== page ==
When she told Rev. Kathleen Owens at First UU Church of San Diego about her work, Rev. Owens asked her to consider mounting the exhibit in at First Church in Bard Hall. It fit in with the First UU's ongoing mission to become more aware of the microaggressions and macroaggressions people of color experience in our congregation and in our faith. Alison decided to use the storyboards and some art pieces to create a show sharing her experience of racism within her job as a religious educator and within UUism.
Alison's story begins in San Diego, at First UU, where her parents, Doug and Sue McLeod, brought her to Religious Education classes. There were no other children of color in those classes. The curriculum also didn't speak to her, so she made her own space where she could serve, as a volunteer in the bookroom. This came from a belief in her family that you need to help or contribute to the community you participate in. The family moved to Pullman, Washington when she was 14. There, Alison grew up and experienced more racism as one of the few people of color in that city.
She became a Director of Religious Education at San Dieguito UU Fellowship in 2007. Part of her work has involved coming back into covenant with youth and young adults of color in the Pacific Southwest District, wanting to create a safe space for them, where none had existed for her. "We benefit when theconversation (about racism, etc.) is multigenerational," according to Alison. She also wanted to be candid and open about her experiences, hoping it will become a teaching tool for First UU. "Starting conversations is how we heal. We need to be more aware of how we all contribute to the white supremacist society we live in."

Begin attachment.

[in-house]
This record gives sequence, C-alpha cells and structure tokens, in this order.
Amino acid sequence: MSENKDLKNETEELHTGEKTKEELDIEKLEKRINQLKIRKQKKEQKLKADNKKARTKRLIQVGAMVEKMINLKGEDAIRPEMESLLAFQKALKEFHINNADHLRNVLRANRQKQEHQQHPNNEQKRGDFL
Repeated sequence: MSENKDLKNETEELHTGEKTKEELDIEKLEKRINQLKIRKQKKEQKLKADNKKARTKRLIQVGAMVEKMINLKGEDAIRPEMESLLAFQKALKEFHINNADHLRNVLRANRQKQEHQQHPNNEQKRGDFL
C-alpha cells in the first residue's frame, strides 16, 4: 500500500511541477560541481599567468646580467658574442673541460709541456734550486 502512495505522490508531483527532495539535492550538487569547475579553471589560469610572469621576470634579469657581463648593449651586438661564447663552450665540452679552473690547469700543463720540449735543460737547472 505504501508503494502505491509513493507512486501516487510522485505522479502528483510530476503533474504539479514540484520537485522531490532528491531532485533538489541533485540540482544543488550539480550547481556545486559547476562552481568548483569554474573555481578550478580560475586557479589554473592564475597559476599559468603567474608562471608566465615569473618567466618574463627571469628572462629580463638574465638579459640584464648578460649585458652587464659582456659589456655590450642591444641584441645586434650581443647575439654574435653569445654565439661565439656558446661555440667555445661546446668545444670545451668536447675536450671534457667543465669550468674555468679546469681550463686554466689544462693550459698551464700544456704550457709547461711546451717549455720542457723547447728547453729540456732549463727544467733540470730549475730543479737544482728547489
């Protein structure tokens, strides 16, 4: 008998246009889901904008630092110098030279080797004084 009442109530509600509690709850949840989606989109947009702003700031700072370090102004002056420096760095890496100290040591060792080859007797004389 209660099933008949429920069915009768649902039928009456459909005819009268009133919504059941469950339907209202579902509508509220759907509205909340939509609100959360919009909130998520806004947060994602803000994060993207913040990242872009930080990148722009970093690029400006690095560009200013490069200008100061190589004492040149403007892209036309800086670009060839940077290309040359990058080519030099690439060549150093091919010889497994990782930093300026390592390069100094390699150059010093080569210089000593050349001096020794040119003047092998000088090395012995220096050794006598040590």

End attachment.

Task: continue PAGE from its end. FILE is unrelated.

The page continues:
The art exhibit connects to three workshops that will explore the issues raised by the art show, mediated by Alison. The first will be on April 30, with the other two in May. The art show itself opens with a reception on April 12 at 7 pm and will run through the end of May.